A Decentralised Platform for Rewarding Open Source Contributions using Smart Contracts.
This document is for informational purposes only and does not constitute an offer or solicitation to sell shares or
securities in FundRequest or any related or associated company. Any such offer or solicitation will be made only by means
of a confidential offering memorandum and in accordance with the terms of all applicable securities and other laws.
Table of Contents
Introduction to FundRequest and existing concepts
Open source software refers to a computer application where the source code is available to the general public for use and/or modification.
Programmers contribute their coding skills to a broader community when there is a personal gain to use the open source application or to receive
peer recognition. The benefits of this so-called crowdsourcing offers small and medium sized companies value by i) reducing the internal cost of
development ii) by increasing the speed to market. Yet, a lack of incentives causes the majority of open source projects' inability to garner
sufficient community adoption for a longer period of time.
FundRequest is an integrated platform to fund open source projects, thus financially incentivising the open source community.
The platform allows developers to fix bugs or to program additional features for an existing application.
FundRequest will be developed on the Ethereum Blockchain.
The centralised structures of traditional businesses are challenged, as blockchain gains traction as a solution for
secure and transparent transactions without the need for a mediator. FundRequest aims to leverage upon a decentralised
ecosystem as it reduces both operational and regulatory burdens and protects against organisational corruption such as
fraud and embezzlement. FundRequest creates smart contracts to incentivise developers to solve a problem in the open source
community. With a smart contract the code is law and thus there is no ambiguity ruling whether the conditions for funding
have been met. FundRequest offers a layer on top of open source platforms such as Github or StackExchange and uses their functionality
to automatically decide if a request is resolved (or not). Smart contracts use that information to automatically and autonomously
distribute the collected funds for that request. This significantly reduces the risk of fraudulent reporting that is rampant on
Whilst being inconceivable a decade ago, open source software has become the foundation for applications development, operating systems,
databases and cloud computing. According to the 2016 Future of Open Source Survey 65% of respondents contribute to open source projects, which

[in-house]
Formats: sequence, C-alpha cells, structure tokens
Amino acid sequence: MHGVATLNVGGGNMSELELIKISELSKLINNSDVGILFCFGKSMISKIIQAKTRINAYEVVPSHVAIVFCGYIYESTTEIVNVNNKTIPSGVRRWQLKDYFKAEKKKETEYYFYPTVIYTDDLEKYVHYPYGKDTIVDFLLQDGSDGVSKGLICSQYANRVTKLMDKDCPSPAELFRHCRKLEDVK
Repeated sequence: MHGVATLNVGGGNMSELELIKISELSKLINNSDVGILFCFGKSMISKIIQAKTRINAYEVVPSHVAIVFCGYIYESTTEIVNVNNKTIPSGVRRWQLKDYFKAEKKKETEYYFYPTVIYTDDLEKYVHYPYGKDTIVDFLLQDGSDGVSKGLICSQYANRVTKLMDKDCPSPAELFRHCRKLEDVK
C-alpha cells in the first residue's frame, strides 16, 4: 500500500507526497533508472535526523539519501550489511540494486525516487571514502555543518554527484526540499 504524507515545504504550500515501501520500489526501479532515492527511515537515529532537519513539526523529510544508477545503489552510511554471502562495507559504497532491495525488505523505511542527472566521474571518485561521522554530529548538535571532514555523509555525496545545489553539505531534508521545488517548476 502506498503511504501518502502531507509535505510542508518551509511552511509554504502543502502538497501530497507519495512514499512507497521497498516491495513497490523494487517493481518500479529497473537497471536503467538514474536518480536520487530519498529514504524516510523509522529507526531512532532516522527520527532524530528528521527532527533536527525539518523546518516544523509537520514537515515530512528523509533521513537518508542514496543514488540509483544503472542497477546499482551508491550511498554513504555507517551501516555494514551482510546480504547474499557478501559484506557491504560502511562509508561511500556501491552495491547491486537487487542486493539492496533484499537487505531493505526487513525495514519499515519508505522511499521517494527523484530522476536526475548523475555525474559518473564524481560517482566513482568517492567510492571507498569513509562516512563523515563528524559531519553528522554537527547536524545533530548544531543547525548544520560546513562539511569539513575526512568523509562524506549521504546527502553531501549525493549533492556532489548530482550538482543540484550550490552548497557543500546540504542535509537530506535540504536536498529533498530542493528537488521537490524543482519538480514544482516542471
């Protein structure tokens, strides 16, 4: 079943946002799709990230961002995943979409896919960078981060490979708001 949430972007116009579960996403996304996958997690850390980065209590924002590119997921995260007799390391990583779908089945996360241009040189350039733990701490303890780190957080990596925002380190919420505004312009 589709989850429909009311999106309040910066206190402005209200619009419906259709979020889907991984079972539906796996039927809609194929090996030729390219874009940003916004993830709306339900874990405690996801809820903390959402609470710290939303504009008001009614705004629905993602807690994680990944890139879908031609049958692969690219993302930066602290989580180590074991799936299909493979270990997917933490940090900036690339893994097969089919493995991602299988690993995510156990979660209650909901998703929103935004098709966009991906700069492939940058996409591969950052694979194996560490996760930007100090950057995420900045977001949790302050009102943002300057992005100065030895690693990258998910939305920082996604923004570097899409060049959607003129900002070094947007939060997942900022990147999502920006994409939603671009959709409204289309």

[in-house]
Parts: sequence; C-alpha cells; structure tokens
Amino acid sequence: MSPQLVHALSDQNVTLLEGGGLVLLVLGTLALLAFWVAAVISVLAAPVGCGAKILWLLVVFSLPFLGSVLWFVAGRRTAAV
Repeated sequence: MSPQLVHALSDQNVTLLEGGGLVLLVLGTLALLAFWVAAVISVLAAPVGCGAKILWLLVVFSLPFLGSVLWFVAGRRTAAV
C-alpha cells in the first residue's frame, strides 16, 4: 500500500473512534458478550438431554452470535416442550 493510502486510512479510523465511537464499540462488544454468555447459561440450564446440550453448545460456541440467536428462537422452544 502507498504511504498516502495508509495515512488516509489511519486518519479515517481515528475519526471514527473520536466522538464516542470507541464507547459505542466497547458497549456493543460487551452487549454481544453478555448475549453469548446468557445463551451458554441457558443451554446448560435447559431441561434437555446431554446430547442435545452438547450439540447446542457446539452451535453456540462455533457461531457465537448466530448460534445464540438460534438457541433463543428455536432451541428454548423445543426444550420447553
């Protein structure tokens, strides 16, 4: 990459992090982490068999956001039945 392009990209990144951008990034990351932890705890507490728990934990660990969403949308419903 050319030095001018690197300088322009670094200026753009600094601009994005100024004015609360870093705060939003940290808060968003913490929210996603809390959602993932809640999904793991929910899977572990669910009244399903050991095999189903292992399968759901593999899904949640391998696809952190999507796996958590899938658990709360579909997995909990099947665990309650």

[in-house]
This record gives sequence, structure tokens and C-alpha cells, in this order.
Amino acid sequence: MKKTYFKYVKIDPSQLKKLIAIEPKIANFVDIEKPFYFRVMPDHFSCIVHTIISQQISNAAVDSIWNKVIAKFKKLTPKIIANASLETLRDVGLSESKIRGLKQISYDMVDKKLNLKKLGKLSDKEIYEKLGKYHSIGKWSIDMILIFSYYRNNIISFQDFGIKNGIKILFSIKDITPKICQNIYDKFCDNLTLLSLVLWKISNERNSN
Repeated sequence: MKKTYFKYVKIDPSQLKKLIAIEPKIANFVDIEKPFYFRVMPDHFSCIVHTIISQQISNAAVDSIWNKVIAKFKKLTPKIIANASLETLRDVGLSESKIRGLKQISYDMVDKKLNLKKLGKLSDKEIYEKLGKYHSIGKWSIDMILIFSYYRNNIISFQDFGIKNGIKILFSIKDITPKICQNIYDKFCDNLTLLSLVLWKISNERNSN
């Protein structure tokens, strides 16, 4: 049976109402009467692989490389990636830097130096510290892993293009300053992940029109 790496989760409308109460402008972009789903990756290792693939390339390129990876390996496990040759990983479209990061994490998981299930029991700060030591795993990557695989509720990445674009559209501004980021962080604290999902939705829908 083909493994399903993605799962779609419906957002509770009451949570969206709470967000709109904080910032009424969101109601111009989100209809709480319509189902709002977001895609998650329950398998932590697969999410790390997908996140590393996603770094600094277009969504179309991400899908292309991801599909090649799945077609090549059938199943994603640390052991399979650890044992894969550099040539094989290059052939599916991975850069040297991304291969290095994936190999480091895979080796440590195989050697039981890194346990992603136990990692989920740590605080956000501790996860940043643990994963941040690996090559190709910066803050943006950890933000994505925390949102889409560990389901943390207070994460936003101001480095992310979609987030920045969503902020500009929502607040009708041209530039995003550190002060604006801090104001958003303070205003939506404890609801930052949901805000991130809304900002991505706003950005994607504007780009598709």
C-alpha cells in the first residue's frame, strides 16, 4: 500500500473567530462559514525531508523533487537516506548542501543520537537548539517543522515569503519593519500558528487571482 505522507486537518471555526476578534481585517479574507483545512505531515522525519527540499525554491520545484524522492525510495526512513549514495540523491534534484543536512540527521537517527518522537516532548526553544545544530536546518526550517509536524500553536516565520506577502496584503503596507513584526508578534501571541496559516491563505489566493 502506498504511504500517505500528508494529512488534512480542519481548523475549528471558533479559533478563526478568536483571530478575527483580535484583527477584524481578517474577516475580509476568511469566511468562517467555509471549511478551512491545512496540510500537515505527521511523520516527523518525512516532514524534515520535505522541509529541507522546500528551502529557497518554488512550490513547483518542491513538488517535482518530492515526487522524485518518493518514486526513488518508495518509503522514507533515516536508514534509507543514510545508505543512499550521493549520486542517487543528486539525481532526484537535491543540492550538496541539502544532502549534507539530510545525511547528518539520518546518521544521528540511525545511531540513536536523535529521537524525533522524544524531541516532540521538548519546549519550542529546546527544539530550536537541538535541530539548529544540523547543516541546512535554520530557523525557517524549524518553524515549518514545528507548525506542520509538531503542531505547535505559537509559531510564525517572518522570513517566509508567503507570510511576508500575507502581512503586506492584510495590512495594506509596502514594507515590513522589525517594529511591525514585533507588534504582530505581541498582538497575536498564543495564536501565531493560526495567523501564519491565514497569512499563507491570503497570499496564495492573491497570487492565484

is a 50% increase compared to the 2010 survey. For a number of years the top reason to use or leverage upon open source was to reduce development
costs. The 2016 results, however, showed the importance of open source development to be fix bugs, add functionality and gain a competitive
advantage. Today, open source is the default approach to develop software as more than 66 percent of respondents say they consider open source
software (OSS) before other options.
Inspired by the Open Source Software community collaboration, crowdfunding (e.g. Kickstarter, IndieGoGo) and crowdsourcing (e.g. InnoCentive,
Ideapoke, GitHub) platforms have grown exponentially over the last 7 years. Platforms such as IndieGogo and Kickstarter connect people to
fund inspiring creative projects and have formed a unique and disruptive marketplace.
A few major community-driven projects and organisations in numbers are:
OpenStack, the 2nd larges open source project, creates open source software for public and private clouds. In the latest release
more than 2,500 people and 300 organisations participated At the time of writing the project has more than 20 million lines of
code, written in 28 different languages and is contributed by 63,048 people from 186 countries.
GitHub, an online project hosting platform, is free for public ppen source code. The platform grew 800% in the last 3 years and
has 5.8 million active users.
Red Hat, the world's leading provider of open source solutions, uses a community-powered approach to deliver reliable
and high-performing Enterprise IT solutions.
Indiegogo, raised over $950 million through 11 million contributions over the past 7 years.
Kickstarter has 11.3 million users and 3.7 million users are recurrent backers of a project. Overall,
Kickstarter has successfully launched 118,000 projects and has raised $2.67 billion of pledged funding over
the past 7 years.
While forecasting the evolution of a relatively nascent market is complicated, open source collaboration is expected to continue growing in 2017.
According to Paul Niederer, one of the top 10 global experts on crowdfunding, the word "crowdfunding" will virtually disappear as peer to peer
transactions will become the norm by 2020.
Paul's other predictions:
Large companies will use crowdfunding extensively for R&D strategies
Businesses will outsource to crowdfunding platforms
For some raises, the crowd will determine rewards, assist with offering preparation and solve any issues before launch of a project
Rewards can be contrived by the pledger / investor rather than being specified
Two way negotiation can be built into platforms and a market for rewards may develop
Niche communities will raise funds as a group
Outcome monitoring is readily available as different services focus on what happens after the money is raised scoring both the
entrepreneurs and the investors
Blockchain technology is an emerging technology and has begun to threaten the market dominance of the current disruption businesses
such as Uber and AirBnB. Arcade City and La'Zooz are two examples of decentralised systems for ride sharing services. With the prodigious
growth in crowdsourcing and open source community collaboration, FundRequest delivers a decentralised peer-to-peer crowdfunding service
to the open source community.
How FundRequest works
FundRequest offers an integrated global decentralised platform where contributors can get compensated for their work and where people can
incentivise contributors to solve bugs, answer questions or create a particular feature in the open source community.
Through decentralisation, participants are completely in control of their funds while using FundRequest. The payments
and payouts are made by the individual participants and are cleared on the Ethereum blockchain without being processed by a
bank or any third party institution. The decentralised model reduces transaction and other operating costs, allowing savings